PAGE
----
**Question:**

**A wheel in uniform motion about an axis passing through its centre and perpendicular to its plane is considered to be in mechanical equilibrium because no net **

**external force or torque is required to sustain its motion. However, the particles that constitute the wheel do experience a centripetal acceleration directed **

**towards the centre. How do you reconcile this fact with the wheel being in equilibrium? How would you set a half-wheel into uniform motion about an axis **

**passing through the centre of mass of the wheel and perpendicular to its plane? Will you require external forces to sustain the motion?**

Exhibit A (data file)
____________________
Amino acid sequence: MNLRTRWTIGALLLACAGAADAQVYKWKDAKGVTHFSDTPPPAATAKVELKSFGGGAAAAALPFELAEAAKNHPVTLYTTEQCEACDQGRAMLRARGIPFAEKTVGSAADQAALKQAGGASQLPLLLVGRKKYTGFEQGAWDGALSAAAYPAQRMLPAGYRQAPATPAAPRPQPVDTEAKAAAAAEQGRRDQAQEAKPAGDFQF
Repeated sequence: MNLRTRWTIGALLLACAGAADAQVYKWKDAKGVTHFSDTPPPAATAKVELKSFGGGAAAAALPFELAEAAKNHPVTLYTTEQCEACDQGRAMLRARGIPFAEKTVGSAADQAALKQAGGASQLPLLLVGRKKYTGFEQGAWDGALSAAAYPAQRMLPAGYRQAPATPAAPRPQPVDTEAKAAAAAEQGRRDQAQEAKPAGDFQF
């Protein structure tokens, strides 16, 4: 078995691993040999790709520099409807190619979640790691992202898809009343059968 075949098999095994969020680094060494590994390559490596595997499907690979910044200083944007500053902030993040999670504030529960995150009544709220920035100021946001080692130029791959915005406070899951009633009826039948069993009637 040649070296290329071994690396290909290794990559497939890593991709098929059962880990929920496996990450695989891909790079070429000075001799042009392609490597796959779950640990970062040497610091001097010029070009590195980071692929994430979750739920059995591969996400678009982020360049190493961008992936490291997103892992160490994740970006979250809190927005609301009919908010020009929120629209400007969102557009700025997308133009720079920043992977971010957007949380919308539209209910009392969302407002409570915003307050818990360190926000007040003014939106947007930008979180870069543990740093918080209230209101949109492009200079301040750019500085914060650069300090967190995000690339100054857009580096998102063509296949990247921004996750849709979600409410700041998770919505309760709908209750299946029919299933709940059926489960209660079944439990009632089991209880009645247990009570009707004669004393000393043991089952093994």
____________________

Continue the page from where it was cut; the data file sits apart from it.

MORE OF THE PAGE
**Solution:**

A wheel is a rigid elastic body with a uniform motion which is passing through its centre and is perpendicular to the plane of the wheel. Every particle of the wheel

experiences a centripetal acceleration and is directed towards the axis of rotation due to elastic force. When the wheel is half, the distribution of the mass also

becomes half. When the mass is half, there is no symmetry in the wheel. Therefore, the angular momentum and angular velocity does not coincide. Therefore, the

external torque is required.